“I wonder if Ivan the Terrible was always Ivan the Terrible,” Rory muses. “Maybe he started as Ivan the Alright, then Ivan A Bit Full-on,” offers Chris”
band’s dorm, there’s a map of the world covering an entire wall. This leads to ideas about where to play next.
Niall is keen on the Azores. Chris fingers the map, pointing slightly regretfully to a place in Siberia, near Mongolia, where they were meant to play. In the morning, some stragglers are still there, asleep on the couch under coats, as the band heads out for anoth- er 500km drive. Andy drinks three cans of Red Bull and promptly falls asleep. Next stop Samara. Driving through blinding whiteness, endless stretches of snow and ice interrupted only by forest, they reach the city. This is the place that inspired a track on their Choice Music Prize-nominated album Gangs, Samara To Belfast. It’s a complex, 10-minute epic that Niall has yet to perfect so they won’t be playing it tonight. In their pleasant apartment accommodation, Chris finds a puppet of a cow Johnny instantly christens “Mos-cow”. Last time they played here, Johnny and Rory were brought to the top of a tower block where they got tattoos of Russian bears, an inking which was preceded by the tattoo artist’s rather unsettling quip, “Don’t worry, I won’t give you the AIDS.”
The kids who brought them to get tattooed, a two-piece band called DEAFDEAF, are supporting them again tonight. When they first met DEAFDEAF, Rory felt as though he wasmeeting his own band years previously in Portrush – DIY kids in a place with no discernible musical culture to identify with, scraping together instruments, PA systems and friends to create their own scene. Backstage, boxes of costumes – presumably meant for podium dancers who populate this kind of cool, mirrored venue that looks something between a gay bar and a strip club – are raided.
Outside the chants start, “AND. SO. I. WATCH. YOU. FROM. AFAR. AND. SO. I. WATCH. YOU. FROM. AFAR.” Chris dons the tiny yellow shorts Rory bought him for Christmas. Fans are lining the stairs and balcony of a club. The chants continue at the end of At dawn, it’s off to Penza. En route, Alex, a master of logistics and serenity, withstands another bout of police intimidation. The cops, corrupt, are constantly stopping the van trying to extract money through inventing fines: “you don’t have the right visas . . . you don’t have the right documentation . . .” and, rather hilariously, “you are transporting drug addicts” – hilarious because the band’s drug intake involves beer, cigarettes and tropical-flavoured chewing gum. Zahvat is the kind of club where it’s perfectly acceptable to punch and shatter a bottle of beer out of someone’s grasp.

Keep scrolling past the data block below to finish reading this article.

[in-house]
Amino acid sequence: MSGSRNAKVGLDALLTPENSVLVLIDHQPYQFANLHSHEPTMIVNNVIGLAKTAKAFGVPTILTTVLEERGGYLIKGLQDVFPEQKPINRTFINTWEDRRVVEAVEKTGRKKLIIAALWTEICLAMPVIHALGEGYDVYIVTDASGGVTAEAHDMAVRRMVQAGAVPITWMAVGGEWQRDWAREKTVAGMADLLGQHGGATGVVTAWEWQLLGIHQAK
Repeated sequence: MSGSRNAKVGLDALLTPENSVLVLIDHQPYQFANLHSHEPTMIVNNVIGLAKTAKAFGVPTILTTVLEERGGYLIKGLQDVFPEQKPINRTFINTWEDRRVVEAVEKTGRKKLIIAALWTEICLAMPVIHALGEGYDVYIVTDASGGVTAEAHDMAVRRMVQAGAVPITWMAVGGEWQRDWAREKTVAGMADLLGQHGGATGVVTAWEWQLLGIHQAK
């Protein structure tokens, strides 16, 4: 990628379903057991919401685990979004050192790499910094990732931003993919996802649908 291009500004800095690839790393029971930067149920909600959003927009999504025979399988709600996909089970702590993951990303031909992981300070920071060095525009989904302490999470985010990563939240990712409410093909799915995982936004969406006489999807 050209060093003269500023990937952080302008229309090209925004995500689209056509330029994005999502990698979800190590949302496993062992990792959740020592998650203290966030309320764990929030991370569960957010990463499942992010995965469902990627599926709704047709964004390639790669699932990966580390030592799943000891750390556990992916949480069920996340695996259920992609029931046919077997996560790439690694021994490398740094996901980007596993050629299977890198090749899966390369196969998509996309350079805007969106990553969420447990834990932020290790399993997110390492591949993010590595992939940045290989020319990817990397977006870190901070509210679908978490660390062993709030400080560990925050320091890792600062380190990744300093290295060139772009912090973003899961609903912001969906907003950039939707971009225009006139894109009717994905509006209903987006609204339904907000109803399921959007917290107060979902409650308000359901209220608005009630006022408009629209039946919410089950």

People hang out smoking at the squat toilets when the all-kicking, all-elbowing crowd gets a bit too much.
“Where is Tony?” someone in the crowd shouts during the gig.
“We love Tony very much,” Rory says from the stage, dedicating A Little Bit Of Solidarity Goes A Long Way to their former bandmate. The possibility of an after-party is thwarted when no one else can fit into the van. Voronezh’s rock club is called Tarantul. The stage is a giant metal spider whose body is formed by the drum riser. Mind Portal, a Russian prog metal group ASIWYFA are fans of, are supporting. Rory and Niall have covered the backstage yellow dressing room door in fake band names and logos with black permanent marker, a tour game they play persistently that has also expanded to Twitter. “Tricked Into A Cave”, “Oceans Of Shit”, “Cornered In The Gymnasium”, “Wrecked Futures”.
Right now, the band is scraping by. Any money that’s generated goes back into it. Rory would like to be able to come home from tour and take his Mum and Dad out for a meal. Johnny would like to be able to afford rent. But most of all, they want to be able to continue to make music.
“We really never want to repeat ourselves, we want to diversify, keep doing it,” Rory says. “We want to make people happy,” Niall adds.
Before the gig in Voronezh, they’re trying to think of a memory they most want to keep from this tour. “Chris in that drag suit!” Rory exclaims, referring to Chris’s shirtless pre-samara-gig costume of giant pink glitter wings, a silver mask and foot-high gold platforms. “Off the record, off the record!”
Chris intervenes. And once more, like all good mates, they collapse into laughter around a table of beer and cigarettes. That night, again, they play their hearts out. Suddenly, naming a song Don’t Waste Time Doing Things You Hate makes more sense than ever before.